"Fifth grader with a ton of potential and an awesome personality- He was one of my favorite students, but chronically unprepared and always behind on homework. Mom comes in for conference, and makes excuses for him, blames me for giving confusing assignments (not accurate), and tells me how she can't help manage his HW because she has 2 other kids to worry about. For example, grandma picks up kids and drops them at brother's baseball practice, my student leaves backpack in grandma's car, mom picks up kids after practice - her conclusion was, "Why should brother miss out on baseball because he has siblings?" After about 5 min of this, I stopped her and turned to the kid. I asked him if he thought he could be doing more, even if it's on his own, and he said that he could. I told him I thought so too and thanked them for coming in. Next day at school, I told him that I thought he was a great person who had a ton of potential and that he was going to have to make things happen for himself. He totally understood what I meant. It broke my heart."
"Not one kid in particular, but every year there are one or two aggressive of disrespectful students. 90% of the time, the parents try to make excuses about how this is 'normal' how 'all kids are like this at that age' and how I should 'show them more compassion' instead of owning up that there is a discipline problem. Those same 90% of parents are also usually disrespectful and verbally aggressive to teachers and everyone dreads talking to them. That saying about the apple not falling far from the tree rings oh so true.
Alternatively, the parents who are the most apologetic and a delight to talk to are the ones with fantastic children. 'Sorry if my kid was not focused...' is a line I get too often. Are you kidding Ma'am? I would adopt this child if I could!"
"Parents of a boy with serious anger problems came in for a conference over the latest incident (he threatened to cut my brake lines). Father gave us a very detailed plan for how he was going to smash the boy's iPad and rip the sheetrock off of the boy's bedroom walls. We somehow convinced him to let the boy move in with his grandfather instead. Never had another problem from the boy."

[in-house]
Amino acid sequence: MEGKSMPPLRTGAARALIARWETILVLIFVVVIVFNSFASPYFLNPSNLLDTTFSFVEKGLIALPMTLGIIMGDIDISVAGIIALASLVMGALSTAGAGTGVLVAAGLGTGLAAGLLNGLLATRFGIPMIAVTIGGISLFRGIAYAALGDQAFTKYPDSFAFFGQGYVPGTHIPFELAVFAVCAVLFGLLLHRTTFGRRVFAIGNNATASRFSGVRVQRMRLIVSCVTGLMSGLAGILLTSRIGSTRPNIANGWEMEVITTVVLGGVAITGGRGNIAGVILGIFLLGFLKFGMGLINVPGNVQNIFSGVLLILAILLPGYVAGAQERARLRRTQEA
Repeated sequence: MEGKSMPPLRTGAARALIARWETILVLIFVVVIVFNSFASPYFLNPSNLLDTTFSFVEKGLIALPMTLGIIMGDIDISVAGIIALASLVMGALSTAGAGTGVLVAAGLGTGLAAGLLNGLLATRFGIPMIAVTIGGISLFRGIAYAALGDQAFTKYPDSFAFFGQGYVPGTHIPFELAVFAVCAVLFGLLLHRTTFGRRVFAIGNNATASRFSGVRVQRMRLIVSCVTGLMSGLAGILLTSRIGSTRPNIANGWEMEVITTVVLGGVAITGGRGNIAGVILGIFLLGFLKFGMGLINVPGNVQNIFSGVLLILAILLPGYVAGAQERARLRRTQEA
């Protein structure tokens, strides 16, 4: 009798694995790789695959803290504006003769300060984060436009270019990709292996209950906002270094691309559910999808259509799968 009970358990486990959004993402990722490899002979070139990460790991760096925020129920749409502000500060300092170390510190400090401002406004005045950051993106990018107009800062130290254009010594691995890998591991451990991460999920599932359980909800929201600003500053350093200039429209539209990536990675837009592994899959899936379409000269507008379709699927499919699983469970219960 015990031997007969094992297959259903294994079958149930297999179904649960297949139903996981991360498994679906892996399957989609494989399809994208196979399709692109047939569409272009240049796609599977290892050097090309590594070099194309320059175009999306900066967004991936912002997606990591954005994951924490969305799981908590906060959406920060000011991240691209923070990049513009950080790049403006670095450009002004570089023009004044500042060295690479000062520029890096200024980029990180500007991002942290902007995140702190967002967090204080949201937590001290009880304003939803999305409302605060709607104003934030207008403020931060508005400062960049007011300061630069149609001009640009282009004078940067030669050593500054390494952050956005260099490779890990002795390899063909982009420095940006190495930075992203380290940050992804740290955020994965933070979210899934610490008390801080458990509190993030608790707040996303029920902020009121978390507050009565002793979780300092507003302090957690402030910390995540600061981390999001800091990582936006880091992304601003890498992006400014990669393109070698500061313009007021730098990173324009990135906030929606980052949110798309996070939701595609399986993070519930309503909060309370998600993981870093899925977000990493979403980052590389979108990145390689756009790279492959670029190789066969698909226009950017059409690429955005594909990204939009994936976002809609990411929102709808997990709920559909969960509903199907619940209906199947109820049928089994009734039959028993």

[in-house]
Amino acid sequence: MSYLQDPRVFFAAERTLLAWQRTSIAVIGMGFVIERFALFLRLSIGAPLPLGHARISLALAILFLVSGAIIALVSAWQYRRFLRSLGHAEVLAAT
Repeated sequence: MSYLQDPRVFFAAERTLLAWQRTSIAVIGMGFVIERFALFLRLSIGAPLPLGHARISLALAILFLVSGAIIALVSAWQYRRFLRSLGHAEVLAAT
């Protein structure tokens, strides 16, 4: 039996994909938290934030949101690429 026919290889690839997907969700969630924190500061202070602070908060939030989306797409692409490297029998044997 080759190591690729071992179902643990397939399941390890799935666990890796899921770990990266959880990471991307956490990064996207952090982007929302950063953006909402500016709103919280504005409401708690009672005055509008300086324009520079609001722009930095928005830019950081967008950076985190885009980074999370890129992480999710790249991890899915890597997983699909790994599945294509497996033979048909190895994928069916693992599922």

"I had a mom complain about the grade her kid received on an essay. I had given the essay a C- and the Mom was saying that it was obviously an A essay. I assured her that I was not biased and pointed out numerous issues with the essay, such as spelling mistakes.
Mom then reveals that SHE wrote the essay, not her kid. With a smug grin, she says: 'Now you've got some explaining to do!'.
Yeah, it's me that's got some explaining to do."
"I did a year or three of work in a school on their extracurricular, including the school musicals, and became infamous for my way of handling parents who disagreed with casting.
Apparently it's not very diplomatic to tell a parent that their child didn't get the role because they weren't good enough, but that if they would like their child to improve, here is a list of local groups that offer advancing on top of these opportunities at the school. I recall one conversation in particular that was very short:
'Why hasn't my child got this part?'
'There was someone else better for the role.'
'But my child is the best.'
'If that was true, your child would have the role.'
The parent just stared at me for a minute and then stormed out. Kid looked at the mother storming our and looks back at me and goes 'Sorry about that. She's a bit of an idiot. I'll tell daddy' and skips out merrily.
Smart kid. Learned a lot. Leading role the following year because she had put the work in to become the best, and cried happy tears when cast because she saw it as the end result of that hard work. Cue another visit from parent.
Parent came back in 'So my child is the best now is she? Why didn't she get a big role last year then?' So close. So far."
"My wife is a kindergarten teacher and suspected that one of her students may be autistic. The kid couldn't communicate well at all, had issues with using the bathroom, and showed other classic signs of autism. My wife had a conference with the mother and explained that she would like him to be evaluated, but the mother refused and said that if her son did have autism, my wife was the one who caused it."
"Oh man. I was working at a boarding school on their summer school course. We had 2 boys (8 and 11) arrive with their uncle who they were staying with (the boys were from the United Arab Emirates). He'd come to drop them off for 5 weeks but neglected to tell the children; they thought they'd come for a nice castle tour. Uncle books it and leaves it to us to explain that they were staying for 5 weeks, rather than having an awesome holiday (they'd been doing some really cool things for the week prior to being dropped off). During the kids stay the uncle would take the boys off campus to go to the mosque and bring them back on Saturday afternoon. One week they came back with games consoles which they weren't allowed. Uncle tried to bribe me to let then keep them by offering me a white chihuahua puppy and when I declined he shouted at me for being common and poor. During the boys' last week several trunks full of clothes and belongings arrived because surprise! The kids were going to be staying at the school until they were 18. Best parents ever."
"Mother showed up unannounced before school to go over every assignment her daughter had done for the past few weeks, because her daughter was 'failing' and the mother wanted to get a tutor to address the problem. The girl had a B+ in an AP class and was a nervous wreck. Wonder why."